Making a Name for Yourself

The key points of my talk “Making a Name for Yourself” at the Toronto College of Technology on March 14, 2009 were:

1. Build on your strengths. Identify your passions and skills inside and outside the classroom, and figure out how to get even better at them.
2. Be flexible and create options. Look outside large IT companies, and even outside the IT industry.
3. Change the game. Create new opportunities for yourself.

1. Focus on others. Look for opportunities to help other people.
2. Make it easy to help you. Have a strong introduction (best-test-focus: start with a brief description of what you’re good at, a concrete example of how that benefited someone else, and a question that puts the focus back on the other person and how you can help them). Bring business cards. Carry a notebook and pen, or a PDA, or some other way to take notes. Have a web presence on social networks, or your own professional website/blog.
3. Ask. Many people enjoy helping. Ask for help and reach out. Find mentors. Ask everyone.

Here are some of the resources I mentioned:

Toronto Geek Events calendar – for finding interesting tech-related events

Love is the Killer App
By Tim Sanders

What Color is Your Parachute?
By Richard Nelson Bolles
Published by Ten Speed Press

Make Your Contacts Count
By Anne Baber, Lynne Waymon
Published by AMACOM Div American Mgmt Assn, 2007

How to Talk to Anyone
By Leil Lowndes
Published by McGraw Hill Professional, 2003

One Pingback/Trackback

  • I just wanted to take a moment to express my sincerest appreciation for you coming to speak to our students at Toronto College of Technology. You are an incredibly unique and gifted individual and an excellent speaker. Your talk was extremely helpful to our students and all feedback from your session has been very positive. I was consider myself very fortunate that I, along with our students, had the privilege to hear you share your experiences, understanding and unique perspective on this subject matter; you have provoked a lot of thought and reflection on how we go about differentiating ourselves and “Making a name for ourselves” in this challenging job market. I have learned so much since I have had the pleasure to become acquainted with you–thank you! I know our students look forward to further interaction with you, as do I. Again thanks for giving of yourself to make a difference in a lot of people’s lives!

  • Thank you for the opportunity to think about these things and to share what I’ve been learning! Two of your students have already contacted me to ask for more specific advice, and I’ve introduced one of them to a project manager who answered his questions for the informational interview. I love helping people connect the dots, so keep them coming!

    If you could post this as a LinkedIn testimonial as well, that would be awesome. =D That way, you can help me show other people in my network and yours the kinds of things I can help them with, too!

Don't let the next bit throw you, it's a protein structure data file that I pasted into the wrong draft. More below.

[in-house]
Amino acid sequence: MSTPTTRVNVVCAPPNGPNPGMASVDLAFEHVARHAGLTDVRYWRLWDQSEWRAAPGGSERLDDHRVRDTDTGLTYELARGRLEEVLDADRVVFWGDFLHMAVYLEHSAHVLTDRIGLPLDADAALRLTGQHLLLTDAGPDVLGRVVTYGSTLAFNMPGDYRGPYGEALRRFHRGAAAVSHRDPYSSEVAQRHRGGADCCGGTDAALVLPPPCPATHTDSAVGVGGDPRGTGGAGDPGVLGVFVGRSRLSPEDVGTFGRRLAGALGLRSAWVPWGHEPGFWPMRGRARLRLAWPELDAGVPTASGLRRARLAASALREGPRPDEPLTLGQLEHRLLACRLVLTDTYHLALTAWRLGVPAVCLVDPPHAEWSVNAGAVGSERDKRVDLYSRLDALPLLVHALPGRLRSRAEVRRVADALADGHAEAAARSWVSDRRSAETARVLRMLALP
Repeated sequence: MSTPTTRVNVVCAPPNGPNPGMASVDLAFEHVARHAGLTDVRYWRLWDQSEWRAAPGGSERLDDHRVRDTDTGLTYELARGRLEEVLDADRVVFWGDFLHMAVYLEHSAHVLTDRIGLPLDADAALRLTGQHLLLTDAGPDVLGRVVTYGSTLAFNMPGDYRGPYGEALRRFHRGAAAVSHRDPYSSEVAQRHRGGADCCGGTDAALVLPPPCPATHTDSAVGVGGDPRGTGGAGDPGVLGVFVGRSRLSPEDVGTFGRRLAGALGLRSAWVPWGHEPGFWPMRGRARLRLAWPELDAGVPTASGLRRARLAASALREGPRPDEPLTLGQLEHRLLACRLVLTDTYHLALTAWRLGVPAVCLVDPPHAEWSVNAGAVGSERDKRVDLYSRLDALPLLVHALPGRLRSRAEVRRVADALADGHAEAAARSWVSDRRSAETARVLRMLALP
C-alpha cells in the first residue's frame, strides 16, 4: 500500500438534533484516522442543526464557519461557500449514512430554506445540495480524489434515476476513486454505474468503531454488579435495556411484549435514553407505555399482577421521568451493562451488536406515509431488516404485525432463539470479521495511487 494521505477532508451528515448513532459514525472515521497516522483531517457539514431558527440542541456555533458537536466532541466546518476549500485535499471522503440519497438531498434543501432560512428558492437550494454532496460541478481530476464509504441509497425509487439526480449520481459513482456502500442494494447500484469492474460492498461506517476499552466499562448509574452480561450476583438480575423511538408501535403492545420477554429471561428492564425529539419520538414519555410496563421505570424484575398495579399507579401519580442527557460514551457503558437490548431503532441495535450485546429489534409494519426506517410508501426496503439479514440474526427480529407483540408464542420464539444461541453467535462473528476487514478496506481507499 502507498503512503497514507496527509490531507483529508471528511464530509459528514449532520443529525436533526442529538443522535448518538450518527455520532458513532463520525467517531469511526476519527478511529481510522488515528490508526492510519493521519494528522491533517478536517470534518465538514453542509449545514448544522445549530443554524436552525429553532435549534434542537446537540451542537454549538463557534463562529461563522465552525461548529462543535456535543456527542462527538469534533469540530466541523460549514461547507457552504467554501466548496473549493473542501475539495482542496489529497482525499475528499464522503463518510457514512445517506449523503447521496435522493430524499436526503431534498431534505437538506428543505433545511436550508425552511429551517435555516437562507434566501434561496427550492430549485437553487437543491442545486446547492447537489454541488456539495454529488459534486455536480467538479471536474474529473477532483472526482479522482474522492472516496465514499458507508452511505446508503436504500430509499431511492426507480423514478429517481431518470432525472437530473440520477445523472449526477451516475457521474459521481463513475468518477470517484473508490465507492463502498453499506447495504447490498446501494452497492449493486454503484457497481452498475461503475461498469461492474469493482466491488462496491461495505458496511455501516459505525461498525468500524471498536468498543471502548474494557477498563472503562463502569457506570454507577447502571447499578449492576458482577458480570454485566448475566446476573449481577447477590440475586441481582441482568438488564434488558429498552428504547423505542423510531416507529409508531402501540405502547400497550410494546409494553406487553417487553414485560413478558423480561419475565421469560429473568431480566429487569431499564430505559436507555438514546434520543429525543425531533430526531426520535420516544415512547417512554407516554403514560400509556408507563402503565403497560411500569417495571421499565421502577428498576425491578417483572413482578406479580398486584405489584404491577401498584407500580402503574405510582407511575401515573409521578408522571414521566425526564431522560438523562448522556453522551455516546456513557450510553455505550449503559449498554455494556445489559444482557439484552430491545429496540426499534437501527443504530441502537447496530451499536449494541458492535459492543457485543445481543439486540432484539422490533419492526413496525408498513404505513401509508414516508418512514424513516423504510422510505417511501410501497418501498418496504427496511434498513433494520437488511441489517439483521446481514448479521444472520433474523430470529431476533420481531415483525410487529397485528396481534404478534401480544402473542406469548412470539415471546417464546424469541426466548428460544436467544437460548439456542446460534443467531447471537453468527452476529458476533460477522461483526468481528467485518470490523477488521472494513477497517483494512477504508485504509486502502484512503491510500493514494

I’ll e-mail the people who gave me their evaluation forms today. They might be interested in my post about passive networking, which I initially started thinking about for an upcoming IBM networking event, but which turns out to be more broadly useful. =)

  • D. Chan

    Hello PMP classmates,

    Recently, I talked with three project managers on PMP course and the prospect of the Project Manager job market. The following is the summary of their feedbacks that I would like to share with you.

    1) Is PMP designation a must to land a Project Manager job?
    Answer: PMP is recommended but not needed for most job postings at the moment. However, more and more companies are requesting it.

    2) What kind of training is required for Project Managers?
    Answer: Industry related training, e.g. manufacturing, financial, etc. People skills trainings are nice.

    3) Which college provides the best PMP program?
    Answer: There is no preference.
    The 3 days program is for the PM with extensive project management experience.
    The 3 months program is for the ones who had some project management experience.
    The 2 years program is for ones without project management experience at all.

    4) What experience is required?
    Answer: 5 to 8 years progressive Project management experience. And the project management experience must be related. It does not help if it is not related to the industry that you are applying for.

    5) How is the project manager job market at the moment?
    Answer: IT project management is not good at the moment.
    However the prospects for the other industries are fair.

    Good luck with your course and job hunting.

    D. Chan.

  • Pingback: sacha chua :: enterprise 2.0 consultant, storyteller, geek » Advice to IT students: Learning to love what you might hate right now()

  • Rene Tse

    I want to tell u that your blog is so incredible, many of your blog post helps those in need reach a goal that might be out of their reach. Your writing style is not one where you come across judgemental either. You have a lot of compassion. Perhaps I need to follow you, you make a great model many who calls themselves geeks can not really connect with humans and you can for sure. I wanted to also share if I may this may not be for audience but for folks who don’t want to learn html, php or css but want to use drupal. Thanks for allowing me to comment on your website

    Rene Tse

    * Drupal Home Study – Drupal Smart Beginners

    * Drupal For Newbie Secrets – The Method

    (UPDATE: Sacha here. Next time you comment, please comment as a person, not your website. =) )